12 >> The Innocence Mission, "Into Brooklyn, Early in the Morning"
14 >> The New Pornographers, "My Rights Versus Yours"
16 >> Glen Hansard, "Say It to Me Now"
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Oh, Paul! Of course, you can't have a summer-sticky sweet mix without a near-meaningless ditty from Macca. We've gotten a bit of flak for this choice - and perhaps fairly so. But what is important about this song is its triumphant simplicity. Even after an album of many serious, introspective songs, Paul returns to his penchant for the just-plain-nice. He makes no mention of politics or freedom (or, for that matter, taking tea in an English garden). If the man hadn't been going through a bitter - and bitterly public - divorce just prior to this album's release, perhaps it would have been a bit disappointing. But for Paul fans, this was a welcome return to form - and a strong signal that the Paul we've always known was still there after all. And behind all that simplicity is actually a pretty interesting arrangement driven by a loud bass drum and a crisp mandolin part. So, haters, tread lightly: It's Paul McFuckingCartney.
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The New Pornographers have a new album out! Yay. SUGAR welcomes them into her arms to begin the denouement. Continuing the themes of empires and wheels and dabbling in the arts and dangerous levels of medicine that still won't sing, Carl Newman and co. give us a typically infectious piece of pop music - complete with the same vocal prowess and twists, turns, and unexpected et ceteras we've been celebrating for three albums now.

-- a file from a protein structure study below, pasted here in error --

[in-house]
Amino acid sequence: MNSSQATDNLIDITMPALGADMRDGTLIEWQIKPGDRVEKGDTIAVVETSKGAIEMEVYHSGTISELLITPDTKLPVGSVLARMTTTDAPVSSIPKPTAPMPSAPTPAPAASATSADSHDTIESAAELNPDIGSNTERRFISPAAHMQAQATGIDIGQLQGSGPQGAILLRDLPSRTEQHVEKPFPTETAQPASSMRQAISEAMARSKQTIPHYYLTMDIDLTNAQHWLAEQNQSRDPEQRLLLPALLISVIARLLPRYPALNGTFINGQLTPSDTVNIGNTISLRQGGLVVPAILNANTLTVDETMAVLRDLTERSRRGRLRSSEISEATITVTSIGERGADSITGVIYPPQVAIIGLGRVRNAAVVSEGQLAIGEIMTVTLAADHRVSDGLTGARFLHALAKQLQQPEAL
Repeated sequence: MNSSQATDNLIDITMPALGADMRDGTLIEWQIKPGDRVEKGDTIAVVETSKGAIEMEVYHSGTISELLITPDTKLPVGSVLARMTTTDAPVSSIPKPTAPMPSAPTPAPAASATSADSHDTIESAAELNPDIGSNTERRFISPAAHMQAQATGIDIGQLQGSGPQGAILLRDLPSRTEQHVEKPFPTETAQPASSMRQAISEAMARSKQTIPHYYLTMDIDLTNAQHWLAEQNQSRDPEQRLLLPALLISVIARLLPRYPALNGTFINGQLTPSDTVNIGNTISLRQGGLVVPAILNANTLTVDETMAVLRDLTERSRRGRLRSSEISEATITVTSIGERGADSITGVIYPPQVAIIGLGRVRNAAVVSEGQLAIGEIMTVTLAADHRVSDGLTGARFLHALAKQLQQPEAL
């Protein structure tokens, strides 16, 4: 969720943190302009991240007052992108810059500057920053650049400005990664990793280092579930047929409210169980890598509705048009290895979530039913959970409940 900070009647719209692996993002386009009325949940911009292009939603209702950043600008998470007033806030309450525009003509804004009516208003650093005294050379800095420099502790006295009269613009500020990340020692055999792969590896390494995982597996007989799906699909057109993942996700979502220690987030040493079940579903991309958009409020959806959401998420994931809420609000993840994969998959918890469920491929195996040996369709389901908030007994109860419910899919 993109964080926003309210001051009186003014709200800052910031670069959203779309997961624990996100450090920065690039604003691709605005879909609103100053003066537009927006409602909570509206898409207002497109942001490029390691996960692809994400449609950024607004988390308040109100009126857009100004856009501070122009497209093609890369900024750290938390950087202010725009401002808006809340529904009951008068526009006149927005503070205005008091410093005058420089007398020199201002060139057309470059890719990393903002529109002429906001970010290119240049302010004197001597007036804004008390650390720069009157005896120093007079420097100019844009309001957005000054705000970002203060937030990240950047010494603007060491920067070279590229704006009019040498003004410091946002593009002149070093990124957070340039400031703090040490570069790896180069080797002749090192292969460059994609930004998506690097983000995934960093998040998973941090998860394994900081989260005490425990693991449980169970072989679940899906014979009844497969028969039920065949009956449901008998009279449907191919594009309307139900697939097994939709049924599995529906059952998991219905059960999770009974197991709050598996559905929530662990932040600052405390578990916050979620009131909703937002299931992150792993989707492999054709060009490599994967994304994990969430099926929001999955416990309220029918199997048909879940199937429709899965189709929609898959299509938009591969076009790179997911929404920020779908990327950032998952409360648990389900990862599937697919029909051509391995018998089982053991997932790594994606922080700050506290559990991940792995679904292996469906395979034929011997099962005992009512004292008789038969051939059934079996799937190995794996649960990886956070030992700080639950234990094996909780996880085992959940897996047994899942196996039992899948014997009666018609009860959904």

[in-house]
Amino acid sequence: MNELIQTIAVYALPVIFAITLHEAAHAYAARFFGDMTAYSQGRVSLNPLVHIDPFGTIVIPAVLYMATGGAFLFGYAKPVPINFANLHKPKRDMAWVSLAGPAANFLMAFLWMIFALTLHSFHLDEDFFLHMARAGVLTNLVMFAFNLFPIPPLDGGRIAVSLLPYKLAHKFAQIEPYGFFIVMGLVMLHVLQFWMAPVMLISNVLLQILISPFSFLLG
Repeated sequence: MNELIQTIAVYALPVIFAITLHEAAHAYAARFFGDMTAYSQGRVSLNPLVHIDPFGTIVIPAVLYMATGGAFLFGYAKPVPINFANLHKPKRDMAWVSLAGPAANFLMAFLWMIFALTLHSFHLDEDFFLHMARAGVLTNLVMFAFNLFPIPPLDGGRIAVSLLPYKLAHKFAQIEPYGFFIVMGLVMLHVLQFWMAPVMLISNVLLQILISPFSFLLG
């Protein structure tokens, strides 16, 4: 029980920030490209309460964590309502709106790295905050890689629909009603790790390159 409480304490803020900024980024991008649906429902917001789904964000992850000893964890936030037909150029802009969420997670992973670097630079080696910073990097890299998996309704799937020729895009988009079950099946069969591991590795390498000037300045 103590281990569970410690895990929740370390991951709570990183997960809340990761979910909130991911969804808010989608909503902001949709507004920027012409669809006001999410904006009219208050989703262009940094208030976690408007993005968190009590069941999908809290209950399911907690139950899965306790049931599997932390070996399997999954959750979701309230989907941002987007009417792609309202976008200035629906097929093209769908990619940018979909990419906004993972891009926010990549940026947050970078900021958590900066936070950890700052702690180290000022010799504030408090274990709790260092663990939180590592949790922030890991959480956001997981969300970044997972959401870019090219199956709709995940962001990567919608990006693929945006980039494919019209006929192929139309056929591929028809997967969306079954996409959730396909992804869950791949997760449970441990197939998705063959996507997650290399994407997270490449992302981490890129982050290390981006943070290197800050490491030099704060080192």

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The Polyphonic Spree have always freaked me out. From their uniforms to their sheer army-sized stage ensemble, I've always expected it all to end in a KoolAid mass-suicide fiasco. Or at least a concept album about one. Still, they're making great pop music, specializing in the anthem. And it's at this point SUGAR's intentions become clearer. "Parades of this day will outshine them all." "I get around the world upon your freeways."
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Even if Once isn't likely to be an Academy Award-winner, it's still one of the brightest spots of this year's movie scene. Even more, though, it's one of the best finds of the music year as well. The Swell Season had gone mostly unnoticed with last year's album and, if it hadn't been for this Fox Spotlight film, most of their now-swooning fans wouldn't know Glen Hansard from that guy who plays down by the Metro who never quite pulls off "Sweet Caroline." This track, while a bit of a surprise for most Toaster regulars (with the screaming and all), is a logic coda for SUGAR, who had spent 15 tracks having fun, dancing and doing recreational drugs. Perilously close to being misunderstood and with doubt clouding her saccarine path...well, yeah, I guess she just loves the movie Once.
I hoped you enjoyed SUGAR: There's dangerous levels of it here. The Toaster will be back to its regular programming next week.